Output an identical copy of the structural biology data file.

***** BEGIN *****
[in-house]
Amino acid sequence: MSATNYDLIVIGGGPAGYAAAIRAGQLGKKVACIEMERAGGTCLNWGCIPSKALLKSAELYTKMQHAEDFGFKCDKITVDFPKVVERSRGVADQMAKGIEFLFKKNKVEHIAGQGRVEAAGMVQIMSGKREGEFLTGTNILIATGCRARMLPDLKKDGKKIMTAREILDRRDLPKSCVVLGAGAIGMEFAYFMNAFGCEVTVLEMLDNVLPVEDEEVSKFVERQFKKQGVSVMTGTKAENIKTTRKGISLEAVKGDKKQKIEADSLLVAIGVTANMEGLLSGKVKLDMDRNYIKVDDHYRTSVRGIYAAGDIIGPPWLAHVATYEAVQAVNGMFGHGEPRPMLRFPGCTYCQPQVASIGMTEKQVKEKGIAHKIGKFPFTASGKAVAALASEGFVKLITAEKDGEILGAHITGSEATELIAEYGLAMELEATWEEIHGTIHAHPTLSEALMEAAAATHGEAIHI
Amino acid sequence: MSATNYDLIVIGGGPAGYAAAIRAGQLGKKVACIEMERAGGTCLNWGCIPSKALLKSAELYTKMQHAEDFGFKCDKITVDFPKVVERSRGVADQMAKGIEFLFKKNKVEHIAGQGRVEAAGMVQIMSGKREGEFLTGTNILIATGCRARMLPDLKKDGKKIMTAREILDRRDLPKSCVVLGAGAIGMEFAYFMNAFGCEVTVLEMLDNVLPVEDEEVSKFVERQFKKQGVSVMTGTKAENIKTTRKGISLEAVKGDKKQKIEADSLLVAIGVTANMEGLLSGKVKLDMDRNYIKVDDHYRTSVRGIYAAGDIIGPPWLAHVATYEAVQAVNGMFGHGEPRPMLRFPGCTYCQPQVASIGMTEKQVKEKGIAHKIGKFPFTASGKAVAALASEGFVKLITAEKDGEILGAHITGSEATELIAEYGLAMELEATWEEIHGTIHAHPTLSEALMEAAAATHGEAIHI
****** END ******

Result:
[in-house]
Amino acid sequence: MSATNYDLIVIGGGPAGYAAAIRAGQLGKKVACIEMERAGGTCLNWGCIPSKALLKSAELYTKMQHAEDFGFKCDKITVDFPKVVERSRGVADQMAKGIEFLFKKNKVEHIAGQGRVEAAGMVQIMSGKREGEFLTGTNILIATGCRARMLPDLKKDGKKIMTAREILDRRDLPKSCVVLGAGAIGMEFAYFMNAFGCEVTVLEMLDNVLPVEDEEVSKFVERQFKKQGVSVMTGTKAENIKTTRKGISLEAVKGDKKQKIEADSLLVAIGVTANMEGLLSGKVKLDMDRNYIKVDDHYRTSVRGIYAAGDIIGPPWLAHVATYEAVQAVNGMFGHGEPRPMLRFPGCTYCQPQVASIGMTEKQVKEKGIAHKIGKFPFTASGKAVAALASEGFVKLITAEKDGEILGAHITGSEATELIAEYGLAMELEATWEEIHGTIHAHPTLSEALMEAAAATHGEAIHI
Amino acid sequence: MSATNYDLIVIGGGPAGYAAAIRAGQLGKKVACIEMERAGGTCLNWGCIPSKALLKSAELYTKMQHAEDFGFKCDKITVDFPKVVERSRGVADQMAKGIEFLFKKNKVEHIAGQGRVEAAGMVQIMSGKREGEFLTGTNILIATGCRARMLPDLKKDGKKIMTAREILDRRDLPKSCVVLGAGAIGMEFAYFMNAFGCEVTVLEMLDNVLPVEDEEVSKFVERQFKKQGVSVMTGTKAENIKTTRKGISLEAVKGDKKQKIEADSLLVAIGVTANMEGLLSGKVKLDMDRNYIKVDDHYRTSVRGIYAAGDIIGPPWLAHVATYEAVQAVNGMFGHGEPRPMLRFPGCTYCQPQVASIGMTEKQVKEKGIAHKIGKFPFTASGKAVAALASEGFVKLITAEKDGEILGAHITGSEATELIAEYGLAMELEATWEEIHGTIHAHPTLSEALMEAAAATHGEAIHI